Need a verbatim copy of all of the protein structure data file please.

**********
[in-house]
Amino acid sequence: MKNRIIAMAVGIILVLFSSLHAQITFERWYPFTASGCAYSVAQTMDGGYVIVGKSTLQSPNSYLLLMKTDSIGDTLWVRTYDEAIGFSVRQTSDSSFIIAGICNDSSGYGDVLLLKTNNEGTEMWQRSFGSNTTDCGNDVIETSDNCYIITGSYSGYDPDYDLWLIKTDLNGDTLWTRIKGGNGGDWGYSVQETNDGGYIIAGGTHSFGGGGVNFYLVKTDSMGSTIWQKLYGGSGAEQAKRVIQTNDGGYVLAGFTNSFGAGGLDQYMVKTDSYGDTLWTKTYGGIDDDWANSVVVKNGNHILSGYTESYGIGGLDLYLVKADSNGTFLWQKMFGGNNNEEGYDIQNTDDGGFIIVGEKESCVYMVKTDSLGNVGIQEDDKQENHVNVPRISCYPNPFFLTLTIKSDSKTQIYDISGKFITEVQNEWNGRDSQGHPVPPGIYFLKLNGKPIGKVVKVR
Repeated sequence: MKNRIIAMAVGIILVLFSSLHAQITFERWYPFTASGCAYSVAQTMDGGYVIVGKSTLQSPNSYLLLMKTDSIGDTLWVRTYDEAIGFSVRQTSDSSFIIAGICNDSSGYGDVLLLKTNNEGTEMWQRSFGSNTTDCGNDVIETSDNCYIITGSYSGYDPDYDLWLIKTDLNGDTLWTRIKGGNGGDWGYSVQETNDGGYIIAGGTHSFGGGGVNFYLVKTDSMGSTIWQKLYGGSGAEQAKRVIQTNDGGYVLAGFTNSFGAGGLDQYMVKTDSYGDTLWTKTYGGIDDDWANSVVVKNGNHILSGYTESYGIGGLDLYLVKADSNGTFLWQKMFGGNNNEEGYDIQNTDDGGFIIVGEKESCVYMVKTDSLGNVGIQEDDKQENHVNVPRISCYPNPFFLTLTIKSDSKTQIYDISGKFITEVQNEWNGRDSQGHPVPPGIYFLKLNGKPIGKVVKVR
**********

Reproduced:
[in-house]
Amino acid sequence: MKNRIIAMAVGIILVLFSSLHAQITFERWYPFTASGCAYSVAQTMDGGYVIVGKSTLQSPNSYLLLMKTDSIGDTLWVRTYDEAIGFSVRQTSDSSFIIAGICNDSSGYGDVLLLKTNNEGTEMWQRSFGSNTTDCGNDVIETSDNCYIITGSYSGYDPDYDLWLIKTDLNGDTLWTRIKGGNGGDWGYSVQETNDGGYIIAGGTHSFGGGGVNFYLVKTDSMGSTIWQKLYGGSGAEQAKRVIQTNDGGYVLAGFTNSFGAGGLDQYMVKTDSYGDTLWTKTYGGIDDDWANSVVVKNGNHILSGYTESYGIGGLDLYLVKADSNGTFLWQKMFGGNNNEEGYDIQNTDDGGFIIVGEKESCVYMVKTDSLGNVGIQEDDKQENHVNVPRISCYPNPFFLTLTIKSDSKTQIYDISGKFITEVQNEWNGRDSQGHPVPPGIYFLKLNGKPIGKVVKVR
Repeated sequence: MKNRIIAMAVGIILVLFSSLHAQITFERWYPFTASGCAYSVAQTMDGGYVIVGKSTLQSPNSYLLLMKTDSIGDTLWVRTYDEAIGFSVRQTSDSSFIIAGICNDSSGYGDVLLLKTNNEGTEMWQRSFGSNTTDCGNDVIETSDNCYIITGSYSGYDPDYDLWLIKTDLNGDTLWTRIKGGNGGDWGYSVQETNDGGYIIAGGTHSFGGGGVNFYLVKTDSMGSTIWQKLYGGSGAEQAKRVIQTNDGGYVLAGFTNSFGAGGLDQYMVKTDSYGDTLWTKTYGGIDDDWANSVVVKNGNHILSGYTESYGIGGLDLYLVKADSNGTFLWQKMFGGNNNEEGYDIQNTDDGGFIIVGEKESCVYMVKTDSLGNVGIQEDDKQENHVNVPRISCYPNPFFLTLTIKSDSKTQIYDISGKFITEVQNEWNGRDSQGHPVPPGIYFLKLNGKPIGKVVKVR